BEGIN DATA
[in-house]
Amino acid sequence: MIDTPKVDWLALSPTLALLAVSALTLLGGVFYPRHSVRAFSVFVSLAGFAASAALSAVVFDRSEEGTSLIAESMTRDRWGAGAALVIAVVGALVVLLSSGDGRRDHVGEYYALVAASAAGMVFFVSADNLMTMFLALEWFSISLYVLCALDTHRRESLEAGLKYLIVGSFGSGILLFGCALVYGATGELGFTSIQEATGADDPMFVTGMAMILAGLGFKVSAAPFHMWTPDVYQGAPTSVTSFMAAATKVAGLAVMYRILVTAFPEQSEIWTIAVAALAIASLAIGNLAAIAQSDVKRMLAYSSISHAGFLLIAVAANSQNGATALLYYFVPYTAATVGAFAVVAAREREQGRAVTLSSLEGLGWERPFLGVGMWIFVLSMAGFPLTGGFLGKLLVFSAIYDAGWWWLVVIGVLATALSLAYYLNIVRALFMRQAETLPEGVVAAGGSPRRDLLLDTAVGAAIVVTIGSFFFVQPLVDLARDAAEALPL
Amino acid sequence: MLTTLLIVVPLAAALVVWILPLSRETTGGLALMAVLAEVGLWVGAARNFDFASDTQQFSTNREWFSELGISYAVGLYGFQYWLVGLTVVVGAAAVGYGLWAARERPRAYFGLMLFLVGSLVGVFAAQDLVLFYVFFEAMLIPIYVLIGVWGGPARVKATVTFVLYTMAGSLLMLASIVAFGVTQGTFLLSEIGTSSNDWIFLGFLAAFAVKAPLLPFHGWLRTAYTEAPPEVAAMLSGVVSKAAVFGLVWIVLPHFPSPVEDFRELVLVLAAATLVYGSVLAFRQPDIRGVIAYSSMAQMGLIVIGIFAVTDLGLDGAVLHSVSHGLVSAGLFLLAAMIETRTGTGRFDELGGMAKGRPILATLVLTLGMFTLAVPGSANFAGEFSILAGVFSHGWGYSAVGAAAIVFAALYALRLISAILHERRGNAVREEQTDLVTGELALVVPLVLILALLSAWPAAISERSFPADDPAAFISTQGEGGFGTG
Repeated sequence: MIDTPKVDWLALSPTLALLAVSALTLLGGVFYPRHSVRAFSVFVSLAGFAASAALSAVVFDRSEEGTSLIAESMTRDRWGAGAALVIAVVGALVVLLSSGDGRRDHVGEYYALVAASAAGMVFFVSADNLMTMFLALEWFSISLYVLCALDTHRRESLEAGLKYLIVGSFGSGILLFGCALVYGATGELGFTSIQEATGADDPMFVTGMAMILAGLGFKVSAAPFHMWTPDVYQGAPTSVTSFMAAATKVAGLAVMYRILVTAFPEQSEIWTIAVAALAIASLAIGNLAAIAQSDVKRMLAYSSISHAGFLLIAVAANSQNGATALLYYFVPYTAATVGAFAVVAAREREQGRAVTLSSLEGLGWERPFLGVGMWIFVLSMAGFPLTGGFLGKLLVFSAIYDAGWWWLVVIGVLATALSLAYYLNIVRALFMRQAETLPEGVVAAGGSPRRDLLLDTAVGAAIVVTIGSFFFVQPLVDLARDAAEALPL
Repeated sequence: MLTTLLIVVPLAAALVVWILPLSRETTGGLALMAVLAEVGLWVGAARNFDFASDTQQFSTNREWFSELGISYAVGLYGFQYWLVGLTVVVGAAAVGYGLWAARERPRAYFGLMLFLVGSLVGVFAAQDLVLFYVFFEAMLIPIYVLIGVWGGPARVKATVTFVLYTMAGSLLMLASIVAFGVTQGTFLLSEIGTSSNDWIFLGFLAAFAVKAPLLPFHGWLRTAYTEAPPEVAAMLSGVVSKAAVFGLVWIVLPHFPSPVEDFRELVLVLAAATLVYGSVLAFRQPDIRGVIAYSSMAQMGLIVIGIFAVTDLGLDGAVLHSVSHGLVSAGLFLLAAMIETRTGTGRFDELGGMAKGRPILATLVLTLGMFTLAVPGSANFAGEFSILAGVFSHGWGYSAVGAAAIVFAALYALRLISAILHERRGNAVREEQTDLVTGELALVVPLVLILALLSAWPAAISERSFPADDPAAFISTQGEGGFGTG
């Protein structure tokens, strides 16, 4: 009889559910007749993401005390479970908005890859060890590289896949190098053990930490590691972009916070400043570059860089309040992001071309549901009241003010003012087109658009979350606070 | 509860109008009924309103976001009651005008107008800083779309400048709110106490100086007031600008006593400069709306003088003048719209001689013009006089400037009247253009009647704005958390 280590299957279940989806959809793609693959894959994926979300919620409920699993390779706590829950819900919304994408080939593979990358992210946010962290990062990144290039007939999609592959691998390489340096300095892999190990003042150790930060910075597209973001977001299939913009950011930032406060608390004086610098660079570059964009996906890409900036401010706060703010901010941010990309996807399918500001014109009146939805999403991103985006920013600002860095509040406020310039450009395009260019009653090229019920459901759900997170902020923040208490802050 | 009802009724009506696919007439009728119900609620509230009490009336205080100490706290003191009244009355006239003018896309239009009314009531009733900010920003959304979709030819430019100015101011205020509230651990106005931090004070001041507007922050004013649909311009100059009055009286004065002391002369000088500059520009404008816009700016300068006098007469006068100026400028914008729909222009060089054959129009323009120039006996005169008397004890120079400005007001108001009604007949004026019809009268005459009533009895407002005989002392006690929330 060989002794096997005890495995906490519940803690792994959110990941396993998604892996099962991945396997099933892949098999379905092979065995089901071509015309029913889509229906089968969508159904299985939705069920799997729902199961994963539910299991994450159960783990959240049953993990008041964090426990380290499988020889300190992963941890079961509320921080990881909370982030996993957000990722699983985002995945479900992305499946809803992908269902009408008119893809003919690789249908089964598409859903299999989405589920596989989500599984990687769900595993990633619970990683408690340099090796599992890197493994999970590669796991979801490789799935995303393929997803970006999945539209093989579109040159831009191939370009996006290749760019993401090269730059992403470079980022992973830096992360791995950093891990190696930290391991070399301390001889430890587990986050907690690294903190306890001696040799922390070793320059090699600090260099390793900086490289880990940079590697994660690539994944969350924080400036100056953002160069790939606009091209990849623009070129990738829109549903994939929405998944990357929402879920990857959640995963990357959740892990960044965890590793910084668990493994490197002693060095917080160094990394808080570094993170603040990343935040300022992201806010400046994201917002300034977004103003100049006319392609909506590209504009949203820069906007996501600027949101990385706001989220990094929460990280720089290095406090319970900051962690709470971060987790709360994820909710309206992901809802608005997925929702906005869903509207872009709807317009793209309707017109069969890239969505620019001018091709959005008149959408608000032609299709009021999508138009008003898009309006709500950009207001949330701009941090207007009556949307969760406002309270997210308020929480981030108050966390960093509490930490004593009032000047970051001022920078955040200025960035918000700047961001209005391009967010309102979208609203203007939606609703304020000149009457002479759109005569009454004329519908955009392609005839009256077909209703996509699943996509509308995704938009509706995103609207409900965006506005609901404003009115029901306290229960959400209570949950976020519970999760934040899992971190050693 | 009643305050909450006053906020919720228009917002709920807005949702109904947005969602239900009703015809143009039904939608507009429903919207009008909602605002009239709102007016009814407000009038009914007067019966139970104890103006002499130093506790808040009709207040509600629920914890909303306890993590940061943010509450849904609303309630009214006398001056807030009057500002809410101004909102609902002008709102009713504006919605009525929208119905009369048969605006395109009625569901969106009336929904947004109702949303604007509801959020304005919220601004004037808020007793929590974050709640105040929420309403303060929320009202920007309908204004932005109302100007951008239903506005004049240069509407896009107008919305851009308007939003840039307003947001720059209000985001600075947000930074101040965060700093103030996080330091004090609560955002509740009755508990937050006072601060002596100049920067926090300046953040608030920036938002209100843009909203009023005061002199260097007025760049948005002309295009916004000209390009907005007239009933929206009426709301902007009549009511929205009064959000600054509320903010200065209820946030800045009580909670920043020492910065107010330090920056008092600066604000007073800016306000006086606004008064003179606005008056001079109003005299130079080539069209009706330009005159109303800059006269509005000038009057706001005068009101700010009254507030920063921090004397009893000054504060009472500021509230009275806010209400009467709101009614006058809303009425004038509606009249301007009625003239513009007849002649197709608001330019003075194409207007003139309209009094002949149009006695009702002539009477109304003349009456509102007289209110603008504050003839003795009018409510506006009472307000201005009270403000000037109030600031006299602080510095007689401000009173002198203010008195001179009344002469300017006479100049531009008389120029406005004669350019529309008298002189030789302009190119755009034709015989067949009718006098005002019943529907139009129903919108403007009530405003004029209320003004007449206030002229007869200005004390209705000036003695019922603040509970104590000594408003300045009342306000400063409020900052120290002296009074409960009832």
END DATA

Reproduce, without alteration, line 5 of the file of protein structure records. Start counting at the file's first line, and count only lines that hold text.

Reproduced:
Repeated sequence: MLTTLLIVVPLAAALVVWILPLSRETTGGLALMAVLAEVGLWVGAARNFDFASDTQQFSTNREWFSELGISYAVGLYGFQYWLVGLTVVVGAAAVGYGLWAARERPRAYFGLMLFLVGSLVGVFAAQDLVLFYVFFEAMLIPIYVLIGVWGGPARVKATVTFVLYTMAGSLLMLASIVAFGVTQGTFLLSEIGTSSNDWIFLGFLAAFAVKAPLLPFHGWLRTAYTEAPPEVAAMLSGVVSKAAVFGLVWIVLPHFPSPVEDFRELVLVLAAATLVYGSVLAFRQPDIRGVIAYSSMAQMGLIVIGIFAVTDLGLDGAVLHSVSHGLVSAGLFLLAAMIETRTGTGRFDELGGMAKGRPILATLVLTLGMFTLAVPGSANFAGEFSILAGVFSHGWGYSAVGAAAIVFAALYALRLISAILHERRGNAVREEQTDLVTGELALVVPLVLILALLSAWPAAISERSFPADDPAAFISTQGEGGFGTG